One of the mysteries of the English language finally explained.
1A white linen cloth worn on the neck and shoulders, under the alb, by a priest celebrating the Eucharist.
- ‘Many of the older religious orders still wear the amice after the fashion which prevailed in the Middle Ages.’
- ‘If there was too much starch in the alb that was set out for him or if the strings on his amice were too short, Id hear about it.’
- ‘I remember Father Young (not much taller than I) standing before the bureau containing his amice and alb, his rope cincture and chasuble.’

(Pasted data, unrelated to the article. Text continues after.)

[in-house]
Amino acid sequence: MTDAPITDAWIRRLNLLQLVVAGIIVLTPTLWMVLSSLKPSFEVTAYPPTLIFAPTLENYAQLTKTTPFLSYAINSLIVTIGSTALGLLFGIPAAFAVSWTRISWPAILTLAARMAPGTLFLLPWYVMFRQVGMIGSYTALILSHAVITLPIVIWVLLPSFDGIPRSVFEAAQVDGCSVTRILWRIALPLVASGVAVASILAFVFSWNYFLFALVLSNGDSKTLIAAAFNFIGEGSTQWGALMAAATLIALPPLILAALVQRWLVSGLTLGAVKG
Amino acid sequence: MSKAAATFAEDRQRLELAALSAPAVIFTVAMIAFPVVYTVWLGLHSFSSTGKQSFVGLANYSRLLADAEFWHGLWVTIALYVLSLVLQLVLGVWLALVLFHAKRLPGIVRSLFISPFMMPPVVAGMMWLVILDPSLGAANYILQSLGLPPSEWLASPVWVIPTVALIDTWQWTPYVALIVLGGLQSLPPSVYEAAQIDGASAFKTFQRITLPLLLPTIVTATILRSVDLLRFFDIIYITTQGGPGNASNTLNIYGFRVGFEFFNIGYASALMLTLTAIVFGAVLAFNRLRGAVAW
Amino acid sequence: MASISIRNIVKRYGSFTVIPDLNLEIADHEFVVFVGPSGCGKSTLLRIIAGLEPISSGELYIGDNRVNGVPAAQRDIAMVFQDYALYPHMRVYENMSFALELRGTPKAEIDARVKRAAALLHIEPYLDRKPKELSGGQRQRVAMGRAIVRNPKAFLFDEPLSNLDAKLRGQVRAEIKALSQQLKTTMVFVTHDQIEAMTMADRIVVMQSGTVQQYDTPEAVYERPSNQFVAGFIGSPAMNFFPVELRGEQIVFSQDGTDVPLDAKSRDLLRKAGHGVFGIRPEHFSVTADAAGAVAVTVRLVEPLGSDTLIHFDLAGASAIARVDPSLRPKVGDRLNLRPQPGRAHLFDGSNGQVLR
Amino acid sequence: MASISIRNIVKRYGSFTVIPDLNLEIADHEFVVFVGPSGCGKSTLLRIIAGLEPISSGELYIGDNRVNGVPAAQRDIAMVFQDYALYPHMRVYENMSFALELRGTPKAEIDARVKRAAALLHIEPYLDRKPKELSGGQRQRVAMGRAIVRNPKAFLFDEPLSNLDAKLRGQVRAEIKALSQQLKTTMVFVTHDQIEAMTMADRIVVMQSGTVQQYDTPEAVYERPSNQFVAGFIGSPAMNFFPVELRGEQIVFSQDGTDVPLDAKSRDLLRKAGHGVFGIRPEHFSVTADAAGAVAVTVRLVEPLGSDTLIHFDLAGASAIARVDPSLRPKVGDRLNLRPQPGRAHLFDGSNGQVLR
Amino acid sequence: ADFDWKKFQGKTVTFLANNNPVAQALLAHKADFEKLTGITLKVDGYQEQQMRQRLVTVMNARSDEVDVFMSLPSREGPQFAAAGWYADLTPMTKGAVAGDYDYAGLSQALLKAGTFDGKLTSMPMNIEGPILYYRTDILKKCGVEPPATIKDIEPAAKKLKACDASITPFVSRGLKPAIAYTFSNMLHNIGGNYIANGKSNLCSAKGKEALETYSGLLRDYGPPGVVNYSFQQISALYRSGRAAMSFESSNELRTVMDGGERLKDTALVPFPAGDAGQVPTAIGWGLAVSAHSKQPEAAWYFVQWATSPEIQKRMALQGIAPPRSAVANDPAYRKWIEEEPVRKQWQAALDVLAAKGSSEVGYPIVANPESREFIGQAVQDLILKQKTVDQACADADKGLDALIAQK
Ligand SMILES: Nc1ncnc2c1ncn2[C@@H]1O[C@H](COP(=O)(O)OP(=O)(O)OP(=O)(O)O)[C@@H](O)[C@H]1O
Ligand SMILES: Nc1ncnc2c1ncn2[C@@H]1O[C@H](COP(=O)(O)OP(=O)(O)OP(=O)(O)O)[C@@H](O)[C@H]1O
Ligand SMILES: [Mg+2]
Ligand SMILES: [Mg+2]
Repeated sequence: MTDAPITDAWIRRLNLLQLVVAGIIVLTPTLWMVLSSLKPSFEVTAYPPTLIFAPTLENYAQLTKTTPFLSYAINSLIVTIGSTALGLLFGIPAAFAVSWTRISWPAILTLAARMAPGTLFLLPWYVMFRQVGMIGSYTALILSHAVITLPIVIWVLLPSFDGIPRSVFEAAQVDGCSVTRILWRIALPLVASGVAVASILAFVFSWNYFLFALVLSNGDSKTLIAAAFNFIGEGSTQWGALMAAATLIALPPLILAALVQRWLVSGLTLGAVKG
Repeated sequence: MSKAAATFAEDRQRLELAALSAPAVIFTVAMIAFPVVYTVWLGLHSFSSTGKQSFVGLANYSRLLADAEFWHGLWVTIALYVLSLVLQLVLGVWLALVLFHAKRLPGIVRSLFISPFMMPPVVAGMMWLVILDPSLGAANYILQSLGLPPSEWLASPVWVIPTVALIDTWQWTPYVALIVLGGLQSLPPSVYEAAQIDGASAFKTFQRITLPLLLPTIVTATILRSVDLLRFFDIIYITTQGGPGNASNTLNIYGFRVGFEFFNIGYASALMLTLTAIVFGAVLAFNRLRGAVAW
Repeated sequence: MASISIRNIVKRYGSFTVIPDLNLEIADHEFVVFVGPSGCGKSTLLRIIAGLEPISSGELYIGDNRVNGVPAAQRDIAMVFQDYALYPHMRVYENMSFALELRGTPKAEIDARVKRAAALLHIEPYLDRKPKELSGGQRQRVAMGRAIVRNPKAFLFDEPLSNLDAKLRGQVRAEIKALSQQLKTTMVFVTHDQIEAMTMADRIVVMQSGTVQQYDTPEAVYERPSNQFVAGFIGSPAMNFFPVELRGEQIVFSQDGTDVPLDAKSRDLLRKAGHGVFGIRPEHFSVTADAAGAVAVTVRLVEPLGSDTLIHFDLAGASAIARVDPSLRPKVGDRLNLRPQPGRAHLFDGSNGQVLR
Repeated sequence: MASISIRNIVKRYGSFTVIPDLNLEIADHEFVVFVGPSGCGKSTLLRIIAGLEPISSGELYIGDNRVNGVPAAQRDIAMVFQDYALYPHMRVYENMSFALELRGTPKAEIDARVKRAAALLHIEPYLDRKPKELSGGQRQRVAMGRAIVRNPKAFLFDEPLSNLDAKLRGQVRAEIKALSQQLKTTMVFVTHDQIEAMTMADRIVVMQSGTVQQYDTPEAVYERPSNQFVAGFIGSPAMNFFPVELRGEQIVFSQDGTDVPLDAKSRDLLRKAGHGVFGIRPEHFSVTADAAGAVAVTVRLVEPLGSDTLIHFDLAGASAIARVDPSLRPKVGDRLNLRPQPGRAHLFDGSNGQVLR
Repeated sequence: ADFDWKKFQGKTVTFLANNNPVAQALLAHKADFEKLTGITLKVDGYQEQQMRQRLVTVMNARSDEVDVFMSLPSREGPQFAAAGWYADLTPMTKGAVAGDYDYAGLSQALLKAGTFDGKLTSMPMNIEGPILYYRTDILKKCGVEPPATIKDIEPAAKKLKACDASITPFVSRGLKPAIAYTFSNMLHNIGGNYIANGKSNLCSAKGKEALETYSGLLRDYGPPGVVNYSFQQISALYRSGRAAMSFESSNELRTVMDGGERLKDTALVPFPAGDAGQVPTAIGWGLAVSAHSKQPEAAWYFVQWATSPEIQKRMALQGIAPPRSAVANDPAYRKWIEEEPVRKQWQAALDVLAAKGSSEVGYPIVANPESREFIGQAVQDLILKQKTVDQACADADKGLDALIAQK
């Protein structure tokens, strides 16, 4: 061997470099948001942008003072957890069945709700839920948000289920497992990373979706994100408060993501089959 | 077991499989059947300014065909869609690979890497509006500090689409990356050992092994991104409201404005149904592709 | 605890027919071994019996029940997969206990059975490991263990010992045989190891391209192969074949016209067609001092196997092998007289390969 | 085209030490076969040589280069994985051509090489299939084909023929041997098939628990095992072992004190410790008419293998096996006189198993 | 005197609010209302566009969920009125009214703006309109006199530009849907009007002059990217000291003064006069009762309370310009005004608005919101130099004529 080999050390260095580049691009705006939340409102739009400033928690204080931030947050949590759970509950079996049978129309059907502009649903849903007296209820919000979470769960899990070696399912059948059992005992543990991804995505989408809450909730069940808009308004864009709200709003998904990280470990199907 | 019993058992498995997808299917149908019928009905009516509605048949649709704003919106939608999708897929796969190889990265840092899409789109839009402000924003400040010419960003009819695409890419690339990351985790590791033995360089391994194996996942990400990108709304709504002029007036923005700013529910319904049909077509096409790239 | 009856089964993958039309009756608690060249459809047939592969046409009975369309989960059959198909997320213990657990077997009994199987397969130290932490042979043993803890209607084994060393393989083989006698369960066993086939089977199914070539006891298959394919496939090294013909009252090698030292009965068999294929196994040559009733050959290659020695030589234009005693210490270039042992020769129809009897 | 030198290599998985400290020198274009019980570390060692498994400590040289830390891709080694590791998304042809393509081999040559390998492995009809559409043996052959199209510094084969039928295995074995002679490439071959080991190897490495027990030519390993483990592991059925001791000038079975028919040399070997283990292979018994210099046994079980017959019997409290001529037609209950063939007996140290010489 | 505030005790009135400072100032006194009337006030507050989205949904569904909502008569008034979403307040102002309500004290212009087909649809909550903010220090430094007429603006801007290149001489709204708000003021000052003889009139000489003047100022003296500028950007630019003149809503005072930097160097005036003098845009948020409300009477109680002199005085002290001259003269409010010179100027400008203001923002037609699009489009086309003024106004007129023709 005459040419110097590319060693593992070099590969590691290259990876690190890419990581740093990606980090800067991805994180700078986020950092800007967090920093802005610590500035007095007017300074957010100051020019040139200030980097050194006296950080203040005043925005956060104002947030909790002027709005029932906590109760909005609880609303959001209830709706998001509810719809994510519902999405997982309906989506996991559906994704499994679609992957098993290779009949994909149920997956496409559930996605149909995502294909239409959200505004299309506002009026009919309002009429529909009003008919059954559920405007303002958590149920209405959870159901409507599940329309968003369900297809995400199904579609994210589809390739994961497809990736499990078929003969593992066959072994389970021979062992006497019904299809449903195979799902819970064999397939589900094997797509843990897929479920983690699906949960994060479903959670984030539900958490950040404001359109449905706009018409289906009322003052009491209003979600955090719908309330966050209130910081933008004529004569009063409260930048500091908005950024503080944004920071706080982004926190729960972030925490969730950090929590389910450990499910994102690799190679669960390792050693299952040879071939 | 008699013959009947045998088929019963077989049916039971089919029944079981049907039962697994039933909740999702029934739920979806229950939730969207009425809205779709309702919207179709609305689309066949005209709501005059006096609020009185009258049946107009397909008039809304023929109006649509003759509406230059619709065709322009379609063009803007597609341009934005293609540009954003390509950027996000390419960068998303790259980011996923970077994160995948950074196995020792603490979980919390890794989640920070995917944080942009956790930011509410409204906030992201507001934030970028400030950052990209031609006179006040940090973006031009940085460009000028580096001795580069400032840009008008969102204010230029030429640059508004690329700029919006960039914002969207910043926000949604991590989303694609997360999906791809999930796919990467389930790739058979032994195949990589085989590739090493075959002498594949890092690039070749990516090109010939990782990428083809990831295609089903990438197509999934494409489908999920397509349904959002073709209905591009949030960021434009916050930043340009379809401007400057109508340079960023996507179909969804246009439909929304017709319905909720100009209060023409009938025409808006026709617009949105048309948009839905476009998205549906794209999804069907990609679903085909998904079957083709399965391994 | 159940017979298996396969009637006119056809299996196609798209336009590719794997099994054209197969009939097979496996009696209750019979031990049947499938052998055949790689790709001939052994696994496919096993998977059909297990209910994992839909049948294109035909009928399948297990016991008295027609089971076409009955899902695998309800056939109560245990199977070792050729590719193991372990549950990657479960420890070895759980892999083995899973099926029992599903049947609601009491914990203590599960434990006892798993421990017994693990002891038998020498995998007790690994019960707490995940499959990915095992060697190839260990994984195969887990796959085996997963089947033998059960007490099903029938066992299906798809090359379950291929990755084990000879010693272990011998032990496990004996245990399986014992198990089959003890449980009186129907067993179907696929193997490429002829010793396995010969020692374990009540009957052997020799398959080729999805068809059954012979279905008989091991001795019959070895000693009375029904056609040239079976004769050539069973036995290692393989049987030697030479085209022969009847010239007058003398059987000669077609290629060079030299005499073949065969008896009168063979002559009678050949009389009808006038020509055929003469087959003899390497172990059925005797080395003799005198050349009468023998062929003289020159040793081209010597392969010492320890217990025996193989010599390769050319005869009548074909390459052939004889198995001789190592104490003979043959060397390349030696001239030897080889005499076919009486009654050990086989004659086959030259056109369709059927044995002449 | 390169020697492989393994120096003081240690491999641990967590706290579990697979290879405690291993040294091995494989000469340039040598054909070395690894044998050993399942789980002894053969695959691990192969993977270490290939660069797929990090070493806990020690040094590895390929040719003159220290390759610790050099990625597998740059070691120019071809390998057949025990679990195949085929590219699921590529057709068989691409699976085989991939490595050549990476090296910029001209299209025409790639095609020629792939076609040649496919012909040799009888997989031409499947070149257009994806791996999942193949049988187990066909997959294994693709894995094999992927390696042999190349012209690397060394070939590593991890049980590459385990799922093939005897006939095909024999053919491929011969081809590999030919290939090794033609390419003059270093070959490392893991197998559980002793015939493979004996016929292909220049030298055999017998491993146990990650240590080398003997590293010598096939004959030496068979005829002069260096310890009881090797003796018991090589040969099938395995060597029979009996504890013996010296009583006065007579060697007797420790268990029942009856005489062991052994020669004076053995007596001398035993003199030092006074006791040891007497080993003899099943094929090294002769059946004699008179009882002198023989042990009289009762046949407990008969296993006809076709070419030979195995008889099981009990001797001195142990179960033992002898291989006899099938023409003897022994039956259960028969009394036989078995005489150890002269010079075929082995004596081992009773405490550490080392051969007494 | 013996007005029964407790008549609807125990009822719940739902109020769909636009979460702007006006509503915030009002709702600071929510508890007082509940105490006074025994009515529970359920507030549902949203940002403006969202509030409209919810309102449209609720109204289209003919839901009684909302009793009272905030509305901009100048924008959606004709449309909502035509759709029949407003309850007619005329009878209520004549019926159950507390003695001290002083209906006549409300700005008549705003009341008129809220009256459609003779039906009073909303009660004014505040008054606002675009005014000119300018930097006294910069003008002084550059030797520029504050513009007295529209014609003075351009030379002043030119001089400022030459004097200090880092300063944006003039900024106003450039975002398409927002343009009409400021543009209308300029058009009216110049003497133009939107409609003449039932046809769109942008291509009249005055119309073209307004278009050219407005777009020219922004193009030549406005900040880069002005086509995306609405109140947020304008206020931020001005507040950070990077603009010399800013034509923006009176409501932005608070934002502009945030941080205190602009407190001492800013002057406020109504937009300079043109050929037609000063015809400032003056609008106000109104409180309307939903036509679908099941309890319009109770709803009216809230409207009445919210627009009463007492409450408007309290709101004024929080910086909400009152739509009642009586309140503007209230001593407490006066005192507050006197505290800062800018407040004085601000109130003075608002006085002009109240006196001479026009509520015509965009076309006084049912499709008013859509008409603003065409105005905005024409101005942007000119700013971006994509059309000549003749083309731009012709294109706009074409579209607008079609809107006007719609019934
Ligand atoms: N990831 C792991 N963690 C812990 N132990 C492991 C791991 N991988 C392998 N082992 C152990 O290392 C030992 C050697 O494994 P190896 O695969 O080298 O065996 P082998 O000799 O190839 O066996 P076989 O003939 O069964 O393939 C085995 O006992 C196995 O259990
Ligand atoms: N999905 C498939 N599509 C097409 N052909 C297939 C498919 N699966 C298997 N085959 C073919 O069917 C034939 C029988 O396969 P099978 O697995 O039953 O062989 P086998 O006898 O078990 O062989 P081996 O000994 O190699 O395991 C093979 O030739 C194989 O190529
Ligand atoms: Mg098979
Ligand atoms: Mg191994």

2A cap, hood, or cape worn by members of certain religious orders.
cloak, mantle, shawl, wrap, stole, tippetView synonyms
- ‘There the angels also wear star-shaped amices, and their hair is full and wavy, as at Sandford.’
- ‘One occasionally sees an abbreviated form of amice that fastens with snaps.’
- ‘The mandorla, or sunburst, is supported by six angels, wearing girdled albs, gathered at hip level, and amices, with carved looped clouds or stars at their feet.’
Late Middle English: amice (sense 1) from medieval Latin amicia, amisia, of unknown origin; amice (sense 2) from Old French aumusse, from medieval Latin almucia, of unknown origin.
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